Australian health innovations

We look at some amazing medical breakthroughs over the last 20 years.


Doctors in Australia have been forging the way in medical breakthroughs over the last two decades. Here’s a sample of what our doctors and scientists have achieved.

Spina bifida prevention

Dr Fiona Stanley discovered a low-cost prevention against this birth defect that can affect the legs, feet, bowel, bladder and brain – folate. The naturally occurring form of folic acid, or vitamin B9, folate is found in many vegetables, fortified grain products and seeds. Increased intake one month before conception and daily during the first three months of pregnancy can prevent up to 70 per cent of spina bifida cases.


In 1996 the Victorian College of Pharmacy at Monash University and Australian biotech company Biota Holdings developed the world’s first anti-influenza drug. Relenza was approved for release in 2000 and is now used in more than 50 countries. It was the first of a new generation of drugs to prevent the spread of infection from one cell to another within the respiratory tract.

HPV vaccine

Cervical cancer is one of the most common causes of cancer deaths in women. About 70 per cent of cases are caused by the human papillomavirus (HPV) and, after parallel research with the US, Professor Ian Frazer’s team at the University of Queensland developed an HPV vaccine. It became available in Australia in 2007.


Professor Eric Reynolds, head of the University of Melbourne’s School of Dental Science, found a way to repair tooth enamel with calcium and phosphate from cow’s milk. His team devised a compound derived from milk proteins that could bind to teeth and provide a reservoir of calcium and phosphate to be absorbed by the enamel. Recaldent is now incorporated into products such as chewing gum, toothpaste and mouthwash.


Dr Andre Chong and his team at St Vincent’s Hospital in Melbourne constructed a 27-millimetre-long capsule housing a tiny camera. A swallow can now often replace a colonoscopy or endoscopy, and it does a better job than both of investigating the hard-to-visualise small intestine. Every half-second, the capsule transmits digital images to a recording device. Since widespread use began in 2003, this has been a blessing for people with gastro-intestinal bleeding or suspected small bowel Crohn’s disease.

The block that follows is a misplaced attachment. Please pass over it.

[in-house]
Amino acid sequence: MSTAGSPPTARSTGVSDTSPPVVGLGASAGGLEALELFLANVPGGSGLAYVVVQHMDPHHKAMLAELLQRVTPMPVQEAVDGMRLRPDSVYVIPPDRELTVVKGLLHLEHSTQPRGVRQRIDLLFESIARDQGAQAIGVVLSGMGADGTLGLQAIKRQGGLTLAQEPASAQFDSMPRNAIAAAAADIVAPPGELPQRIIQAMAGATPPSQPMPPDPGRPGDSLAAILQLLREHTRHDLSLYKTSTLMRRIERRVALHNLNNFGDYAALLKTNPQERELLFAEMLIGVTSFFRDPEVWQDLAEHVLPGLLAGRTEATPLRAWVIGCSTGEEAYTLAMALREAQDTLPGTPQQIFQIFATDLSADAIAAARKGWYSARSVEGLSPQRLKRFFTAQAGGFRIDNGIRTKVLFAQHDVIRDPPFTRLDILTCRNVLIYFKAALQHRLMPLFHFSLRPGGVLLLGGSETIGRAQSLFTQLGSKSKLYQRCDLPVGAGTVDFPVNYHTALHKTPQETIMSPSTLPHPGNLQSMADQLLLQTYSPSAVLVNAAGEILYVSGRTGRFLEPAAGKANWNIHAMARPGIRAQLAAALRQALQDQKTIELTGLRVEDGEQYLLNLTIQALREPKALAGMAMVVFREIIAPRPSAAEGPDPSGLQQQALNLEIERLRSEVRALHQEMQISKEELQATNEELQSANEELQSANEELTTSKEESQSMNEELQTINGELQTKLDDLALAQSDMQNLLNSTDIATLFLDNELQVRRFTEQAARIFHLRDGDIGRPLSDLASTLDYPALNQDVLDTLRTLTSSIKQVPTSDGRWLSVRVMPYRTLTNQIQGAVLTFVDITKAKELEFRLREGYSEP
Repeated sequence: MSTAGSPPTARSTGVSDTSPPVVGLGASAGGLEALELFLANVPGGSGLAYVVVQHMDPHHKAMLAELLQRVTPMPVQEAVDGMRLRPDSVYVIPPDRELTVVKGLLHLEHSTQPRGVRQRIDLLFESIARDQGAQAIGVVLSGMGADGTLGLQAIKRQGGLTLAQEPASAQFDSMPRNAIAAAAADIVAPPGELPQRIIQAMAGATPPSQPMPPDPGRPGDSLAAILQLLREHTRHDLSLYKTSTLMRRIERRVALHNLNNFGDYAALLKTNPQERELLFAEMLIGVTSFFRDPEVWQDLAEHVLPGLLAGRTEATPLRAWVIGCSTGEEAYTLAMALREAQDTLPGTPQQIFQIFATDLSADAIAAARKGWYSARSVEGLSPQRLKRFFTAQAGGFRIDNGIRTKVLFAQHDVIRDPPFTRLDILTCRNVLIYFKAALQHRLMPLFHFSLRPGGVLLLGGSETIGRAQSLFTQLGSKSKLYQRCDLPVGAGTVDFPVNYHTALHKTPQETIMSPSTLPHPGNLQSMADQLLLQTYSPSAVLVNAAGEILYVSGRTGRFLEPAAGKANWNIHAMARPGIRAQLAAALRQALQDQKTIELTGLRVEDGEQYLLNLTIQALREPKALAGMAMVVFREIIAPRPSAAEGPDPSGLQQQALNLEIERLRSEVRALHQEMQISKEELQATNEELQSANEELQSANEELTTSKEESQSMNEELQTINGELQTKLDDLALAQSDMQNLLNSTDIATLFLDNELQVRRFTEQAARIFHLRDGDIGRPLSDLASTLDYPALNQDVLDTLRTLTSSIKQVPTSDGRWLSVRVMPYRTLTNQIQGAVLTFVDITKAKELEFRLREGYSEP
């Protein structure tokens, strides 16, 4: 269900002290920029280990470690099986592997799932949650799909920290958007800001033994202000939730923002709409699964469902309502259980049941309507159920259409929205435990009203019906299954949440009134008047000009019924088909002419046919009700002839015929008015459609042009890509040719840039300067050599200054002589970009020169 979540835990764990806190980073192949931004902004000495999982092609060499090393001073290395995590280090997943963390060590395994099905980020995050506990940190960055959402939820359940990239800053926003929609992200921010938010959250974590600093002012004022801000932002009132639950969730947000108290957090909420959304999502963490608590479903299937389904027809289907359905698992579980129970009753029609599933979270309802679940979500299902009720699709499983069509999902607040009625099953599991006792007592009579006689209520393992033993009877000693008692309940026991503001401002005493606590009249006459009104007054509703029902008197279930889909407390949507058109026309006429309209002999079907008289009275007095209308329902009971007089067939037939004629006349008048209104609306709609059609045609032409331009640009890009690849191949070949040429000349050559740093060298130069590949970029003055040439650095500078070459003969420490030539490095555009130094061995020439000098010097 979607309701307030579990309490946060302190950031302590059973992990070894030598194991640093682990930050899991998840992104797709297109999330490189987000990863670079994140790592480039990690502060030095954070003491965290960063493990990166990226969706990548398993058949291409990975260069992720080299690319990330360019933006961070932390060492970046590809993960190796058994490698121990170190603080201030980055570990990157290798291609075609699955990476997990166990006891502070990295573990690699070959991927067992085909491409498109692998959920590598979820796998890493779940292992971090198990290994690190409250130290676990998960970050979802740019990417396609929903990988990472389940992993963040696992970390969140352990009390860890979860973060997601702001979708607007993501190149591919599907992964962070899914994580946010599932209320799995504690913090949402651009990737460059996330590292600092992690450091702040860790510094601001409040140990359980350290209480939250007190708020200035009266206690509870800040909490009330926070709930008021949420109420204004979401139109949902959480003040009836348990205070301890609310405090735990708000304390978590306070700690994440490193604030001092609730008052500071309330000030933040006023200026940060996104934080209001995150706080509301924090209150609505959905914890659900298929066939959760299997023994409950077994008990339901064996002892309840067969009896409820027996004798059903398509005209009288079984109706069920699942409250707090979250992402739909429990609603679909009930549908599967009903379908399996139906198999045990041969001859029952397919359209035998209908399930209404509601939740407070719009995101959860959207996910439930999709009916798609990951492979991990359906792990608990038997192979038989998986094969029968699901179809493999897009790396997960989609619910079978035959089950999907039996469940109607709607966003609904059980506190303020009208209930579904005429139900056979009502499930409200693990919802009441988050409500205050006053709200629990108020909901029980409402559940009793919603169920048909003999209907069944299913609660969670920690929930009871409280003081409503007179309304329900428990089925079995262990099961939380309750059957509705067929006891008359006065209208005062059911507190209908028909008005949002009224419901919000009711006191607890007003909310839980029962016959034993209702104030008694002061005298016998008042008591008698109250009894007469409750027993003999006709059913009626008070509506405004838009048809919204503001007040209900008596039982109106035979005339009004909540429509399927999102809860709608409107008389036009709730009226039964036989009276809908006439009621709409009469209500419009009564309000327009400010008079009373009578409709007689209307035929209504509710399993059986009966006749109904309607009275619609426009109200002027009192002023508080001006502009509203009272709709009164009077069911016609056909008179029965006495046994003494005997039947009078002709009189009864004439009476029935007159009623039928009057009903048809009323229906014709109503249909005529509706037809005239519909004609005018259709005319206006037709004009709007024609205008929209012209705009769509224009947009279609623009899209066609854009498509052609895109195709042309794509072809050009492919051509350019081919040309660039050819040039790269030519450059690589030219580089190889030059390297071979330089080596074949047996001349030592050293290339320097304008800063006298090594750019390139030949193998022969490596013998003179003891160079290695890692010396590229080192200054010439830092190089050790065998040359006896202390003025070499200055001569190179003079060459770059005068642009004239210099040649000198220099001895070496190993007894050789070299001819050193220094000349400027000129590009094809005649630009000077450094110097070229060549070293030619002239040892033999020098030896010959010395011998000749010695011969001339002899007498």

In 1992, plastic surgeon Dr Fiona Wood saw a woman at Perth Hospital with petrol burns to 90 per cent of her body. At the time, “skin culturing” technology took 21 days to develop enough skin to cover major burns. Dr Wood developed techniques that cut this to five days, which sped up healing and reduced scarring. The 2002 Bali bombings occurred before the process could be clinically evaluated, but several of the worst victims were treated at Royal Perth Hospital.

Insulin gel

Australia is giving diabetics a chance for life without the needle. This year, Melbourne company Phosphagenics will conduct the second phase of human trials for a form of insulin that can be absorbed through the skin. For both type 1 and 2 diabetes sufferers, a slow-release insulin patch could cut the need for or even replace needles.


Developed in 1998 through Polartechnics, the Sydney Melanoma Unit and the CSIRO, the SolarScan quickly detects melanomas. A camera takes a picture of a spot and stores the image on a computer, where it is enhanced. Software analyses the image against a databank to determine whether the spot is likely to be a melanoma.

Short interval training

Researchers at the Garvan Institute and the University of New South Wales devised a 20-minute workout that changed the way many think about fat loss. The routine – eight-second sprints on a stationary bike followed by 12 seconds of light cycling – produced much better results than a low-intensity 40-minute workout, and researchers suggested this would work for other cardio activities. Chemical compounds called catecholamines, which are produced from interval sprinting, are thought to drive the weight loss.

Plastic rod bone repair

By 1991, Dr Michael Ryan and Dr Stephen Ruff at Sydney’s North Shore Hospital had perfected repairing bones with plastic rods instead of metal pins and screws, which interfered with MRI and CAT scans. Several types of plastic screws are now used in orthopaedic surgery. Some are absorbed into the body, unlike metal screws, which often have to be surgically removed.

Swimsafe floatsuit

This unisex swimsuit allows kids free range of movement, but built-in flexible panels of foam make sure their head is always above water. The material also has an ultraviolet protection factor of 50+ to protect from both UVA and UVB rays. Since the Floatsuit was first sold in 1997, it has taken off around the world.

St Vincents heart valve

This artificial heart valve has saved hundreds of lives since it was developed in the early 1990s, thanks to work initiated by the late Dr Victor Chang (left). Even if just one heart valve fails, it has to be replaced. Dr Chang was concerned about the lack of organ donors and began work on an artificial heart before his death.